Martin O'Neill's shock decision to quit Aston Villa has put Fabio Capello's position as England manager under pressure. Capello's stock in England is on a downward spiral after his decision to call an end to David Beckham's England career backfired into a media campaign against the Italian. In the wake of England's poor performance at the World Cup - culminating in a 4-1 loss to Germany in the last 16 stage - there were members of the English Football Association's (FA) international committee who wanted Capello removed.
But it was decided to stick with the former AC Milan and Real Madrid coach on the basis there was no obvious available successor. However, O'Neill's availability may now give the FA the confidence to ditch Capello. Beckham is seen as a key to England's bid to host the 2018 World Cup. The FA hope his role as lead ambassador will sway votes of Fifa delegates in their favour. In an interview televised on Wednesday, Capello declared that Beckham was too old to continue at international level and the LA Galaxy midfielder, 35, did not disguise his disgust at how he had been treated, letting it be known that he does not consider his England playing days over and telling reporters that he felt "disrespected, disappointed and dismayed".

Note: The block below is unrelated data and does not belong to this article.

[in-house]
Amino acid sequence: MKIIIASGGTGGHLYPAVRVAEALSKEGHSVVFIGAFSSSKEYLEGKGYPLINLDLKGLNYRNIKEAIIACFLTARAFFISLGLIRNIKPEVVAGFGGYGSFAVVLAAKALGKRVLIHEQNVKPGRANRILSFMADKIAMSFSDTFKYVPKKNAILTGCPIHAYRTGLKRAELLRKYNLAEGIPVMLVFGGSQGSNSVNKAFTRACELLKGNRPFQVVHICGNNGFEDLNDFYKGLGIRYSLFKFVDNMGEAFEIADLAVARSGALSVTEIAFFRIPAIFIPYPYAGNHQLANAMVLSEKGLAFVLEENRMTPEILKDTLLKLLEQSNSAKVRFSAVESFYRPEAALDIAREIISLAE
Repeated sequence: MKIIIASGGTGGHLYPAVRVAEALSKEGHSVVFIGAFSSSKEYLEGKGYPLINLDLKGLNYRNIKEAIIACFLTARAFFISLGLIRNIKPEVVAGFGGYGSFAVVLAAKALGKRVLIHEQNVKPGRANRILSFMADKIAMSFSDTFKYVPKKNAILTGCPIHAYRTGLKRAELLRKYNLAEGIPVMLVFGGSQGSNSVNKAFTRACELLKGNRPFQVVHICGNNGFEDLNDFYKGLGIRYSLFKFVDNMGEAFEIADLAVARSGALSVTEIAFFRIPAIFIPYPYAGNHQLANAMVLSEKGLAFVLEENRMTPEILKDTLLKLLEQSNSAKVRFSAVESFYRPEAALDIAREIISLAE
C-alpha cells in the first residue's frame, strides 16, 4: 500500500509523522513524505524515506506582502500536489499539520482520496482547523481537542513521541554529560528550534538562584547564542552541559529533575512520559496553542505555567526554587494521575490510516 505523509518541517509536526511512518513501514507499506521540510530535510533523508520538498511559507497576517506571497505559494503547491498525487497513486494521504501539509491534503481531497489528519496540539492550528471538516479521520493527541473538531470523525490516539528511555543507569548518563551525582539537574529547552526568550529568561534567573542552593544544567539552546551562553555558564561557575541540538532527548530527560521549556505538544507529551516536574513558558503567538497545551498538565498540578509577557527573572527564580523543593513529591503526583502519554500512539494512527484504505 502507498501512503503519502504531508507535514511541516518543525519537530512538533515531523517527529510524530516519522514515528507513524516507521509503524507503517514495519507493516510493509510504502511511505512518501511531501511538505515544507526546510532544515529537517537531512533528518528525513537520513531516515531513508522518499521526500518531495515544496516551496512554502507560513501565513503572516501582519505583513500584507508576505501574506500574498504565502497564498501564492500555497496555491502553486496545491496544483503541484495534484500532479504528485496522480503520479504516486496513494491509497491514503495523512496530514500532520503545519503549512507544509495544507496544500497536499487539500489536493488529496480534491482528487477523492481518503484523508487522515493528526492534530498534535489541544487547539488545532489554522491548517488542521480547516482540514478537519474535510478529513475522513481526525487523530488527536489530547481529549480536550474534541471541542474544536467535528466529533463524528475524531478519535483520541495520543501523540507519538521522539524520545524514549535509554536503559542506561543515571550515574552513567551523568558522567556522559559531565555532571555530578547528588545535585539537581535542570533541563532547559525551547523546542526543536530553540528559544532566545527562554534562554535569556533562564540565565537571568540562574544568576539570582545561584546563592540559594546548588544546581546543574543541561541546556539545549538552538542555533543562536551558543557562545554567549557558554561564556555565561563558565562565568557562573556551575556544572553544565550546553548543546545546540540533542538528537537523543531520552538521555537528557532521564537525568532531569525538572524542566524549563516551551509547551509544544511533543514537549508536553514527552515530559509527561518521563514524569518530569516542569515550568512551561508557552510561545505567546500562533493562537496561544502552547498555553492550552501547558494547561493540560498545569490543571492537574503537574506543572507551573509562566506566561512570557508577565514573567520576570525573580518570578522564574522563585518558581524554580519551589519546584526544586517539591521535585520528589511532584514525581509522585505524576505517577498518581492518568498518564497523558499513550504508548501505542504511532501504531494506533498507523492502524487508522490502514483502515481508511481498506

An FA source admitted: " There are increasing worries about Capello. It has certainly not gone down well how things have blown up around the Beckham situation. "David is a very popular figure at the FA and it would be a blow to the World Cup bid at this delicate stage if David's involvement is affected." O'Neill was one of several candidates the FA interviewed after the 2006 World Cup finals when Sven-Goran Eriksson left. Steve McClaren, who worked under the Swede for several years, was eventually appointed.
It is understood that some members of the FA international committee did not like an aspect during O'Neill's interview when he displayed no interest in being involved in the FA's youth development programme. If Capello were to be sacked, he could be entitled to more than £10 million (Dh58m) due to a clause in his contract. firstname.lastname@example.org